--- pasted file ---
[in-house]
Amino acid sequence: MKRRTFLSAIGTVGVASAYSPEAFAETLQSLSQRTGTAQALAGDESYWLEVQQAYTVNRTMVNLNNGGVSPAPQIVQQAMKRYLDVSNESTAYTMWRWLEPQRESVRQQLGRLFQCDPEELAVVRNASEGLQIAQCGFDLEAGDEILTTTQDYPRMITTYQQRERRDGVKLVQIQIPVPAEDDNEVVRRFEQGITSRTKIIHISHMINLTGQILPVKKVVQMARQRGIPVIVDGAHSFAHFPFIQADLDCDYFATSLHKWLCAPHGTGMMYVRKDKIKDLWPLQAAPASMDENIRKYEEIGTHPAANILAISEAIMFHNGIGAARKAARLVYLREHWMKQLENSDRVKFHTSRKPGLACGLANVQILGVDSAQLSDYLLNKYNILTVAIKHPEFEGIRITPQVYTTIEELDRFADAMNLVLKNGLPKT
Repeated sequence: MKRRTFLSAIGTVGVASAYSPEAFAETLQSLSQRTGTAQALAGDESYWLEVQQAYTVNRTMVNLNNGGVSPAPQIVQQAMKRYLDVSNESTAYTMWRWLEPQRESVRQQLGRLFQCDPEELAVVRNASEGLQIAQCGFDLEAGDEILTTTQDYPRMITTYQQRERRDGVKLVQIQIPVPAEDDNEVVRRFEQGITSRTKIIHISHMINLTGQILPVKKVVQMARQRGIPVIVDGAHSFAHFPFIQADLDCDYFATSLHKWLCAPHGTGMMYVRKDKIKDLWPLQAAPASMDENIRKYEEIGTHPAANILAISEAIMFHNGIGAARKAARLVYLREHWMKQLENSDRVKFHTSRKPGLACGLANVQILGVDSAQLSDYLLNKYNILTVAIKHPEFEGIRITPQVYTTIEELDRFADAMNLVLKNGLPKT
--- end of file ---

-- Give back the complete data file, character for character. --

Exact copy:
[in-house]
Amino acid sequence: MKRRTFLSAIGTVGVASAYSPEAFAETLQSLSQRTGTAQALAGDESYWLEVQQAYTVNRTMVNLNNGGVSPAPQIVQQAMKRYLDVSNESTAYTMWRWLEPQRESVRQQLGRLFQCDPEELAVVRNASEGLQIAQCGFDLEAGDEILTTTQDYPRMITTYQQRERRDGVKLVQIQIPVPAEDDNEVVRRFEQGITSRTKIIHISHMINLTGQILPVKKVVQMARQRGIPVIVDGAHSFAHFPFIQADLDCDYFATSLHKWLCAPHGTGMMYVRKDKIKDLWPLQAAPASMDENIRKYEEIGTHPAANILAISEAIMFHNGIGAARKAARLVYLREHWMKQLENSDRVKFHTSRKPGLACGLANVQILGVDSAQLSDYLLNKYNILTVAIKHPEFEGIRITPQVYTTIEELDRFADAMNLVLKNGLPKT
Repeated sequence: MKRRTFLSAIGTVGVASAYSPEAFAETLQSLSQRTGTAQALAGDESYWLEVQQAYTVNRTMVNLNNGGVSPAPQIVQQAMKRYLDVSNESTAYTMWRWLEPQRESVRQQLGRLFQCDPEELAVVRNASEGLQIAQCGFDLEAGDEILTTTQDYPRMITTYQQRERRDGVKLVQIQIPVPAEDDNEVVRRFEQGITSRTKIIHISHMINLTGQILPVKKVVQMARQRGIPVIVDGAHSFAHFPFIQADLDCDYFATSLHKWLCAPHGTGMMYVRKDKIKDLWPLQAAPASMDENIRKYEEIGTHPAANILAISEAIMFHNGIGAARKAARLVYLREHWMKQLENSDRVKFHTSRKPGLACGLANVQILGVDSAQLSDYLLNKYNILTVAIKHPEFEGIRITPQVYTTIEELDRFADAMNLVLKNGLPKT